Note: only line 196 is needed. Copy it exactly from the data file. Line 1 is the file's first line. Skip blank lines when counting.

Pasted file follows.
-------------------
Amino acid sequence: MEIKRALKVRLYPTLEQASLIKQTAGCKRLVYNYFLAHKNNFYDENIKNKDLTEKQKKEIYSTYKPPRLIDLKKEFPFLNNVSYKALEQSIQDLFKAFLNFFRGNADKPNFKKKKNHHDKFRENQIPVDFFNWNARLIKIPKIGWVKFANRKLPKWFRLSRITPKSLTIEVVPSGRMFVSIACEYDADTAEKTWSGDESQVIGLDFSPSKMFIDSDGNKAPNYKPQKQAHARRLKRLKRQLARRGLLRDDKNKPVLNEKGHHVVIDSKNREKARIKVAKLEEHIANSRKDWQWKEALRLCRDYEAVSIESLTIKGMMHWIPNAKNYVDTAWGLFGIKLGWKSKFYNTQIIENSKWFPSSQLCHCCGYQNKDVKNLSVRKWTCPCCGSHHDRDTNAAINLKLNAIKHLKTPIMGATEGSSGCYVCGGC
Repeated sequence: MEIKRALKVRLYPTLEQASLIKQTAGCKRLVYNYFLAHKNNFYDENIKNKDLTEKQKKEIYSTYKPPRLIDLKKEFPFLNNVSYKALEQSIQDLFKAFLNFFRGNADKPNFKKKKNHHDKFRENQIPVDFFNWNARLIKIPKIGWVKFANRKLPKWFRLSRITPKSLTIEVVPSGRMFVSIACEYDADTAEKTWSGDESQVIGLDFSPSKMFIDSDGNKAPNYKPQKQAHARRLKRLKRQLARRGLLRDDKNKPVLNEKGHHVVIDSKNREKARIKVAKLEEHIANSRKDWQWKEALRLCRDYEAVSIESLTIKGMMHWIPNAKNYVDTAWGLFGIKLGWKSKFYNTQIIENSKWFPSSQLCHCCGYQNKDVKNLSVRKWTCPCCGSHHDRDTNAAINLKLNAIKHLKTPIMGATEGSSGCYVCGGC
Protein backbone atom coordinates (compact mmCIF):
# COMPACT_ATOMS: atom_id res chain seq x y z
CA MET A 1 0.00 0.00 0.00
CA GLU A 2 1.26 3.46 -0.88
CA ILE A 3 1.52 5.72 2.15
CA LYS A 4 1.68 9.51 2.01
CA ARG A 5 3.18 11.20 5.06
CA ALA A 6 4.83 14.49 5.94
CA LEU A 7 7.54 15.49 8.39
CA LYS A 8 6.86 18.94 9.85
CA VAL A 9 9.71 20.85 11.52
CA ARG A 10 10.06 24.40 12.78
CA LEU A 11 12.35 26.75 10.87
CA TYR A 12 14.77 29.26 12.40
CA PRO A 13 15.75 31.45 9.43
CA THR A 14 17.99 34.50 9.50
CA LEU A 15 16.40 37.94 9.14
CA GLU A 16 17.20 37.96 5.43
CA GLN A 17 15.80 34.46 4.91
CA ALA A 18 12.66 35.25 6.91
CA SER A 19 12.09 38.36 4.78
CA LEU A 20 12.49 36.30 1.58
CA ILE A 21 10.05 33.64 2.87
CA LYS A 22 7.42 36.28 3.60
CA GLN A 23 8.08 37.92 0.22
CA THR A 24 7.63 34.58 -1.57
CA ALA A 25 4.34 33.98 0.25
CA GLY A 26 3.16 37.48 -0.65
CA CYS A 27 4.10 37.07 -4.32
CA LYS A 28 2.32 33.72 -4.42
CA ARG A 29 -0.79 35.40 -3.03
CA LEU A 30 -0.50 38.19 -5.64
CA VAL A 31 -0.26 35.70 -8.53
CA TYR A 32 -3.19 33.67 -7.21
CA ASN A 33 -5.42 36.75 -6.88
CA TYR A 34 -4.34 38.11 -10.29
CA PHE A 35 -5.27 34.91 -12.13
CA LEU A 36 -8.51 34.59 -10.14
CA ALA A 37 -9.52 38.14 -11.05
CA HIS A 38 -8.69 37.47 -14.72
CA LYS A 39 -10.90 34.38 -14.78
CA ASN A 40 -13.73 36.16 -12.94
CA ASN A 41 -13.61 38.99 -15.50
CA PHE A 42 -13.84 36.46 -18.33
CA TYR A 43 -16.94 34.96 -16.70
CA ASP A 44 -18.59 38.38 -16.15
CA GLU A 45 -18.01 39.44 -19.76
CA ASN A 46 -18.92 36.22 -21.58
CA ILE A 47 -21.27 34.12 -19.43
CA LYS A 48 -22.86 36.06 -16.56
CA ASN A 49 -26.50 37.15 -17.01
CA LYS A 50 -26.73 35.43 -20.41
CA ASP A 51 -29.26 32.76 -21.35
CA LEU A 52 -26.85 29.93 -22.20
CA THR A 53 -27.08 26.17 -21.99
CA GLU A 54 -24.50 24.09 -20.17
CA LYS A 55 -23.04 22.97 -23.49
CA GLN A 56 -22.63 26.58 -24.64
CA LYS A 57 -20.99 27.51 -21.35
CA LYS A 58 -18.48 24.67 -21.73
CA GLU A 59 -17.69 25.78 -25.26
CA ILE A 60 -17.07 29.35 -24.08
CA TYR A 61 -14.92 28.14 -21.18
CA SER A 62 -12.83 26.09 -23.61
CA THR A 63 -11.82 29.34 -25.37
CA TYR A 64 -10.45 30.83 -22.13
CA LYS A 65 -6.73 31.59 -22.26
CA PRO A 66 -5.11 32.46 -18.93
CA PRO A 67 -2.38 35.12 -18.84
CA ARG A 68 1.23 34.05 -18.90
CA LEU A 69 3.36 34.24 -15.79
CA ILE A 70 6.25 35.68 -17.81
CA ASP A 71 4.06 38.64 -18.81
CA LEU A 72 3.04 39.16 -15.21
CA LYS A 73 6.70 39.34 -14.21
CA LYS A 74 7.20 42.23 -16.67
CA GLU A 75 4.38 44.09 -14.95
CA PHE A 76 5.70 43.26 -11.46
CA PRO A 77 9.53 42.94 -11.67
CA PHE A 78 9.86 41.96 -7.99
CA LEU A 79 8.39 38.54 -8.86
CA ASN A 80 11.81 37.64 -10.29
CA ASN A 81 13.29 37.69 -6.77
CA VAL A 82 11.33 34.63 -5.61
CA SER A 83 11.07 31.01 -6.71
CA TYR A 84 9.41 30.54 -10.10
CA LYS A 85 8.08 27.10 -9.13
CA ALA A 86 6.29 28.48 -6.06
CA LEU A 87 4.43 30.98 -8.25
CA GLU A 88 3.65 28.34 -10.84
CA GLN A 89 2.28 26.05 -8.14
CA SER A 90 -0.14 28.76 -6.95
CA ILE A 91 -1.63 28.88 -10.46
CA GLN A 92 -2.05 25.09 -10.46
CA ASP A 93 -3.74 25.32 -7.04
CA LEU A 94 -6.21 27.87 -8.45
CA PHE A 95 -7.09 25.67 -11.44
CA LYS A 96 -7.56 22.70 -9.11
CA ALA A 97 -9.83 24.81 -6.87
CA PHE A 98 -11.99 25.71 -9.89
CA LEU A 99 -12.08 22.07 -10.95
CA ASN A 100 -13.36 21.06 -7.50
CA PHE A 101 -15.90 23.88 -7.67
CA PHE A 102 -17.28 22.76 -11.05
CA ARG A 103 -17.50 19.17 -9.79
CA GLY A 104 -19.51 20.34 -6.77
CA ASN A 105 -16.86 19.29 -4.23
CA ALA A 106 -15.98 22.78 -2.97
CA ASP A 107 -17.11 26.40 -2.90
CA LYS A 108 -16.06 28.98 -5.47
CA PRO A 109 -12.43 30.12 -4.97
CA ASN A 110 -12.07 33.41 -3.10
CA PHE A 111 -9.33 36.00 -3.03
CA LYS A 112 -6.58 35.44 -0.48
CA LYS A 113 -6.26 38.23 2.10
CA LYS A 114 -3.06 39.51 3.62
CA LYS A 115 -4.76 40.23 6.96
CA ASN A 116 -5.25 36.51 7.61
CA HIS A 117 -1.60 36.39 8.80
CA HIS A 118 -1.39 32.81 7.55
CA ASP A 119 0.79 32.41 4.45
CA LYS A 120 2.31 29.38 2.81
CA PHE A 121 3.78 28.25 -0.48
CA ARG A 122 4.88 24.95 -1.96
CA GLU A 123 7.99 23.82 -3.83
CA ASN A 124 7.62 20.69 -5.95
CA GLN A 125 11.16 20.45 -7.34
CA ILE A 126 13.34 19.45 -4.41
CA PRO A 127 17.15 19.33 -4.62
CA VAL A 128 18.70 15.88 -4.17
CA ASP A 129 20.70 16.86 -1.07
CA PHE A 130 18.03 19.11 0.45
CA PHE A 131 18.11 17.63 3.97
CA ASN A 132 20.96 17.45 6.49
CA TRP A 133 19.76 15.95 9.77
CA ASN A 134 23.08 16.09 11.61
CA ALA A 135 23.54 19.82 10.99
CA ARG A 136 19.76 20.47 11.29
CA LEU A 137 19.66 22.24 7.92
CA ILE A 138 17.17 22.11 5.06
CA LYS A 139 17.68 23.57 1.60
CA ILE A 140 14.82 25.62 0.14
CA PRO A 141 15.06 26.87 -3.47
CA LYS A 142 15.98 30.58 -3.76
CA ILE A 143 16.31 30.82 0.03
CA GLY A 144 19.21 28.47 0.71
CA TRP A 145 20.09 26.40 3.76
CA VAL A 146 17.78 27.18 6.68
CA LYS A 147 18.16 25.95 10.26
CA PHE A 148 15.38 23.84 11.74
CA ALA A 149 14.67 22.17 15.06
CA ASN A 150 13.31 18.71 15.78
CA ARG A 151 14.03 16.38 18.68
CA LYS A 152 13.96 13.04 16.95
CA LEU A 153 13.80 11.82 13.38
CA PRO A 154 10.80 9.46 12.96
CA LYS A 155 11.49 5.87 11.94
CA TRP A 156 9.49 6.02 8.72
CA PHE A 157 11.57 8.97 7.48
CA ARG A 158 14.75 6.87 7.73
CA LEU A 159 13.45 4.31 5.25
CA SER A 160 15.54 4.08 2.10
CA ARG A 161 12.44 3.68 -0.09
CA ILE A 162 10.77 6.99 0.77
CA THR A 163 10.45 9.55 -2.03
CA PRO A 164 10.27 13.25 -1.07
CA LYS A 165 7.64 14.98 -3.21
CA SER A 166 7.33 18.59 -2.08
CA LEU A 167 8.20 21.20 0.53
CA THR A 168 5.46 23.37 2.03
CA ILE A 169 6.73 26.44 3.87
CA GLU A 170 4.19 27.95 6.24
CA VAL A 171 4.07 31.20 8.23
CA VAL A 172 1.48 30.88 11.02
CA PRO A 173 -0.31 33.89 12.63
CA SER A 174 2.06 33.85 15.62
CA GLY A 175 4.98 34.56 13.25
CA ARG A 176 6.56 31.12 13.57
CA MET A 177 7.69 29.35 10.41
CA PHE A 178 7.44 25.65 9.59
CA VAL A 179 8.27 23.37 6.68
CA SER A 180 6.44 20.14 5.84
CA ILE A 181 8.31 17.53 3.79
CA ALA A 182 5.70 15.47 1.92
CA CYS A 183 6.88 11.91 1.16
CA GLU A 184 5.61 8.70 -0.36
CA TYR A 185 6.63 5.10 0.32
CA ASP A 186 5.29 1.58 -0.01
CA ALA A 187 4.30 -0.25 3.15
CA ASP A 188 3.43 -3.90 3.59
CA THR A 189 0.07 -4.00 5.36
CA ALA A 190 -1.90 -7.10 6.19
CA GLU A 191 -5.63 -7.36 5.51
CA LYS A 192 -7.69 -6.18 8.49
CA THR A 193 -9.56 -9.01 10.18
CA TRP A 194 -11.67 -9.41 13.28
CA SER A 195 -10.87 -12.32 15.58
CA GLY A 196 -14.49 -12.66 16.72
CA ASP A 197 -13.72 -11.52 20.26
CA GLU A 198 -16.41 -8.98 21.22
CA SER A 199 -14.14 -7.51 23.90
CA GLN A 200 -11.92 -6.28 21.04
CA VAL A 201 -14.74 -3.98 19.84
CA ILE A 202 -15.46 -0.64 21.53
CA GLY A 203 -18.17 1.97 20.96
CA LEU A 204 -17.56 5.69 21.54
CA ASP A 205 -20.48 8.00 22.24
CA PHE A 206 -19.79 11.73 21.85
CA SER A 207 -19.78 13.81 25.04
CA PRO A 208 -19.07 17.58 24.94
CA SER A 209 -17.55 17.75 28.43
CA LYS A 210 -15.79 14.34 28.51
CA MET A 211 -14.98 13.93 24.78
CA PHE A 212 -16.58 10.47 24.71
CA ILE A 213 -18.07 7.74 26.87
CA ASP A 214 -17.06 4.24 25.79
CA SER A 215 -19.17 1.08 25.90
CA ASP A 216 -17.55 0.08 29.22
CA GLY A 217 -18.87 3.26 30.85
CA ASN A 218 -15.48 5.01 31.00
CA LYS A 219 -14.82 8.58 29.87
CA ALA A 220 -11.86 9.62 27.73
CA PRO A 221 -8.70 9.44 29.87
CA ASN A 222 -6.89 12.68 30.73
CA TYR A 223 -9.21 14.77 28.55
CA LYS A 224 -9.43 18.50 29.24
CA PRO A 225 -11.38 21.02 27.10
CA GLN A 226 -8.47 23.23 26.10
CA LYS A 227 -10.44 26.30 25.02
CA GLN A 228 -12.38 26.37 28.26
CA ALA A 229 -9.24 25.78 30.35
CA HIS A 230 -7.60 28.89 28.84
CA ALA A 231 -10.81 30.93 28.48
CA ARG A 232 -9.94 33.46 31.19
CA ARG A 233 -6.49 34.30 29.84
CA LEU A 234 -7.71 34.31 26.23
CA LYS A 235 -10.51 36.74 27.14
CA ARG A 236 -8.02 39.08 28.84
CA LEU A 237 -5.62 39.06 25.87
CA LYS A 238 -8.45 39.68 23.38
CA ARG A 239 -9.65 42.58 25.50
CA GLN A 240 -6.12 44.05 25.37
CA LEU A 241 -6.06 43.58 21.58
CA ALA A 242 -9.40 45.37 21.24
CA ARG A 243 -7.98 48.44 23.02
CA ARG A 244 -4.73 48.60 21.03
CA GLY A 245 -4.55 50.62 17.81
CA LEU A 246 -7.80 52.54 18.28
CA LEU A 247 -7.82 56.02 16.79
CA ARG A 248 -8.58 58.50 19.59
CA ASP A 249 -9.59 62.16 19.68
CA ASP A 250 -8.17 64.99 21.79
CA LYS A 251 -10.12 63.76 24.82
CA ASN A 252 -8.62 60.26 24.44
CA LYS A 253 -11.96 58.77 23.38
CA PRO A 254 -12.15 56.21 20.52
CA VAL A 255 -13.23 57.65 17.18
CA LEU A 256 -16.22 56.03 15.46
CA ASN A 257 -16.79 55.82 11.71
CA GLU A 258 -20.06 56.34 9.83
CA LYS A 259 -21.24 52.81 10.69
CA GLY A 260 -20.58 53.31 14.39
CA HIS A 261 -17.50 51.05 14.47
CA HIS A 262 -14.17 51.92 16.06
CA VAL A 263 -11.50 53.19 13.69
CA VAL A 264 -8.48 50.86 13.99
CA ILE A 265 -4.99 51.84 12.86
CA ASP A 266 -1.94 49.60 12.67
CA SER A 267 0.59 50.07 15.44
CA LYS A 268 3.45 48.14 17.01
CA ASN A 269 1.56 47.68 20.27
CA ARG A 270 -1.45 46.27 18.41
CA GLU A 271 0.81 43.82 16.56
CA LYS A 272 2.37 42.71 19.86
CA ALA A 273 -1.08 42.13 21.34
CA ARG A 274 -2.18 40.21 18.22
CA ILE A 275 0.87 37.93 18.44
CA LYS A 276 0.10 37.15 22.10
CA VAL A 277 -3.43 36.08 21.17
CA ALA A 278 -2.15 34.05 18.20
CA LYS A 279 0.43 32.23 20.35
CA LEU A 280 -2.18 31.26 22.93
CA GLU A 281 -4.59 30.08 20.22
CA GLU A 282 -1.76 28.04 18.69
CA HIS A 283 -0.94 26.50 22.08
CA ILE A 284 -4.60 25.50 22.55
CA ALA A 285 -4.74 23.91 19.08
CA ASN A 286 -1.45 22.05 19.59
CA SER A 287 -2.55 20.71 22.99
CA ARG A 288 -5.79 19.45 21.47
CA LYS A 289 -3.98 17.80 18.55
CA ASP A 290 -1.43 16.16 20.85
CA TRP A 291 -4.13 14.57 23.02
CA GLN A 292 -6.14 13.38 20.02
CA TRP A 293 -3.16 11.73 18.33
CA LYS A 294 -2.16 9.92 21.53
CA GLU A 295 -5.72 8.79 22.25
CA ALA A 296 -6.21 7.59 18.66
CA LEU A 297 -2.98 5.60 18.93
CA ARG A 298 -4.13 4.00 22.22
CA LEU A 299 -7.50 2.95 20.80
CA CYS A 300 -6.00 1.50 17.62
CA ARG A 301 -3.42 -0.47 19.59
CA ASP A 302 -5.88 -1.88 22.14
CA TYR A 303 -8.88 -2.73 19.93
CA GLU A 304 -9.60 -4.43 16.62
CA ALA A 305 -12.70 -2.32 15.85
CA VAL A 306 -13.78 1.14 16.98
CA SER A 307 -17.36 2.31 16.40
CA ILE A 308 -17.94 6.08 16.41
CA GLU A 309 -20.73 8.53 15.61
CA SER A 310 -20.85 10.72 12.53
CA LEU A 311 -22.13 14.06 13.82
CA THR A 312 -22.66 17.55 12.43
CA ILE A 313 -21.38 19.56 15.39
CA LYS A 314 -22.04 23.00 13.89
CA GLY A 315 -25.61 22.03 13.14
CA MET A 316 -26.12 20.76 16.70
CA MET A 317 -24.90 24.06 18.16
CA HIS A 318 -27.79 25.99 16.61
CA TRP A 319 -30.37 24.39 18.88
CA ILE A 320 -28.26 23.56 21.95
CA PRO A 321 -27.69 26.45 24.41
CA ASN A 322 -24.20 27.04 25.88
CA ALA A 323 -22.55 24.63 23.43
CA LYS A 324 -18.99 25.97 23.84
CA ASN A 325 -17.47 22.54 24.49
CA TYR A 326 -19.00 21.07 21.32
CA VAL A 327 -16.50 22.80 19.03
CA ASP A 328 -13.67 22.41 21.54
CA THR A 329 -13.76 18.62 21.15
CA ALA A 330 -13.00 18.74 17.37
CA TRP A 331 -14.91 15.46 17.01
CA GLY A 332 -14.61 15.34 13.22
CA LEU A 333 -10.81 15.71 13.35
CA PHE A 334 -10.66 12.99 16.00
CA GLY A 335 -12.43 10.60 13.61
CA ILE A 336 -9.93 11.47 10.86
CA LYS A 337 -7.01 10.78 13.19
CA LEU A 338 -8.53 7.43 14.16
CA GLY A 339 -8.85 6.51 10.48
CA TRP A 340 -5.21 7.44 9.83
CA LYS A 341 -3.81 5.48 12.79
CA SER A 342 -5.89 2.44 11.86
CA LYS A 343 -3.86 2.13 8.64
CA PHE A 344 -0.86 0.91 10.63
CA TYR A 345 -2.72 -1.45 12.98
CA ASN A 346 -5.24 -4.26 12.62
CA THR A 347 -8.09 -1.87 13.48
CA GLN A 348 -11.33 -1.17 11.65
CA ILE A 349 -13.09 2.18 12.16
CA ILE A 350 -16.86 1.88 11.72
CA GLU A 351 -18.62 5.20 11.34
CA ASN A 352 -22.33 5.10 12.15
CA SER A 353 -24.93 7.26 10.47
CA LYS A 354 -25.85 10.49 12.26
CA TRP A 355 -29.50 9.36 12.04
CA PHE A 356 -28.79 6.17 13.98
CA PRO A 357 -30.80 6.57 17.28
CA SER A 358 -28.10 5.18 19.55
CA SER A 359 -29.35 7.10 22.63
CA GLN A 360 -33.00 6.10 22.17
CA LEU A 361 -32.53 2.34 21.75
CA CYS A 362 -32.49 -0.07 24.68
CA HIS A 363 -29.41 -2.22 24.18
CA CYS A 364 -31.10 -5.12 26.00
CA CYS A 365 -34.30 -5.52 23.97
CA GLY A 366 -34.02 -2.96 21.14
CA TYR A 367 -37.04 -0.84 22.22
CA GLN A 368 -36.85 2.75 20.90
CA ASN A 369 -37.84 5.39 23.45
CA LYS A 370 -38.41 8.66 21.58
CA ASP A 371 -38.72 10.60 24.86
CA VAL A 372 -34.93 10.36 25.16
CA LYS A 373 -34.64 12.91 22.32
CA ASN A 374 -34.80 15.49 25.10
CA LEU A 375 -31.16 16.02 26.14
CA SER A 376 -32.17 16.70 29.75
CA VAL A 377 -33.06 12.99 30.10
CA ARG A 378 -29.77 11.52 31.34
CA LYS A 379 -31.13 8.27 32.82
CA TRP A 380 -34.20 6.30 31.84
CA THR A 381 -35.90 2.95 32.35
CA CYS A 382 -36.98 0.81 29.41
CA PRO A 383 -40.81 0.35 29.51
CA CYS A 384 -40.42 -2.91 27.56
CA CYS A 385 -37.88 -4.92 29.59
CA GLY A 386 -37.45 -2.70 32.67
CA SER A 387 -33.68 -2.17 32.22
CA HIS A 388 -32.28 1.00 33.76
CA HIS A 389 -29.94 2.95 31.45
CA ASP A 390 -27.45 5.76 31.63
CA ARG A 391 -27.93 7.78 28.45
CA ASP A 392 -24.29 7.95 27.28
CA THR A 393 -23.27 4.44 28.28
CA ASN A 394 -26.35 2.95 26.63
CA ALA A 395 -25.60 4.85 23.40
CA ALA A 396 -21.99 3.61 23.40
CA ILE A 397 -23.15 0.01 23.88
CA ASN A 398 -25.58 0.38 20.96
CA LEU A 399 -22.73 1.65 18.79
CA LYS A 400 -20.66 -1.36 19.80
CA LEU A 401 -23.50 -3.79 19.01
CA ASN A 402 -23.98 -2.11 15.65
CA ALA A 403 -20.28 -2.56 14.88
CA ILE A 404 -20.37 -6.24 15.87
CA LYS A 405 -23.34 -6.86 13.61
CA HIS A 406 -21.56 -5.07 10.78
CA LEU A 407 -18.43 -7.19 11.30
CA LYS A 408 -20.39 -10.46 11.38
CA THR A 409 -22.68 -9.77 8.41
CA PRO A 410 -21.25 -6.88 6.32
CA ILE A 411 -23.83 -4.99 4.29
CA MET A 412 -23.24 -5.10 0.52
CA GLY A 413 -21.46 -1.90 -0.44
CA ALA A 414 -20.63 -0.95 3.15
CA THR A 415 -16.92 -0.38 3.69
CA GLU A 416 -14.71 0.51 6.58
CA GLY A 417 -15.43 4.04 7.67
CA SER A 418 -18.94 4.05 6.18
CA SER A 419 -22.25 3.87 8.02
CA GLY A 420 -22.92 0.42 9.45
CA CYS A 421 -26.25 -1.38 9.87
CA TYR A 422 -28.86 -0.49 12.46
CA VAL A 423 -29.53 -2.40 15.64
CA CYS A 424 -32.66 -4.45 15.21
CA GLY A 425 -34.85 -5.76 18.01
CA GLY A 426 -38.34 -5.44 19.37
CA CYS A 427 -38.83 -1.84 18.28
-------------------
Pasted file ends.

CA LYS A 192 -7.69 -6.18 8.49